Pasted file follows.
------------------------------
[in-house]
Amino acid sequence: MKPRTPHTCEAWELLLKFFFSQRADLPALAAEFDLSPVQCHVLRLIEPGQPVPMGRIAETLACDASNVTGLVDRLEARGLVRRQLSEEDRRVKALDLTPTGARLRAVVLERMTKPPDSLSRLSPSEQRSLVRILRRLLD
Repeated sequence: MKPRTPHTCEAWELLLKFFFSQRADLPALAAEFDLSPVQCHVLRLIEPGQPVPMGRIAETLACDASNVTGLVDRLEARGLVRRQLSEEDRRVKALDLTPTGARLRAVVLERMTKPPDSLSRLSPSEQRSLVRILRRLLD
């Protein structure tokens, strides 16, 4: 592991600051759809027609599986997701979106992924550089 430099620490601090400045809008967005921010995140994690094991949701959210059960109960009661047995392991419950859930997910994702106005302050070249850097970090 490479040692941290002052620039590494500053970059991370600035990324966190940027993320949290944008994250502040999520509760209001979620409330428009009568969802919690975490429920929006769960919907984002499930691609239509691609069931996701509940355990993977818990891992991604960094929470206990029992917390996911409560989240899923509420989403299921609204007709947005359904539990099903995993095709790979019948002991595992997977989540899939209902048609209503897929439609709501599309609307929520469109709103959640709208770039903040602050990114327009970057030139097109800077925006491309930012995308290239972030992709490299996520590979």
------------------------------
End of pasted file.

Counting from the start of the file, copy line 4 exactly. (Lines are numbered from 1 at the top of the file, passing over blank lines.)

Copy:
């Protein structure tokens, strides 16, 4: 592991600051759809027609599986997701979106992924550089 430099620490601090400045809008967005921010995140994690094991949701959210059960109960009661047995392991419950859930997910994702106005302050070249850097970090 490479040692941290002052620039590494500053970059991370600035990324966190940027993320949290944008994250502040999520509760209001979620409330428009009568969802919690975490429920929006769960919907984002499930691609239509691609069931996701509940355990993977818990891992991604960094929470206990029992917390996911409560989240899923509420989403299921609204007709947005359904539990099903995993095709790979019948002991595992997977989540899939209902048609209503897929439609709501599309609307929520469109709103959640709208770039903040602050990114327009970057030139097109800077925006491309930012995308290239972030992709490299996520590979």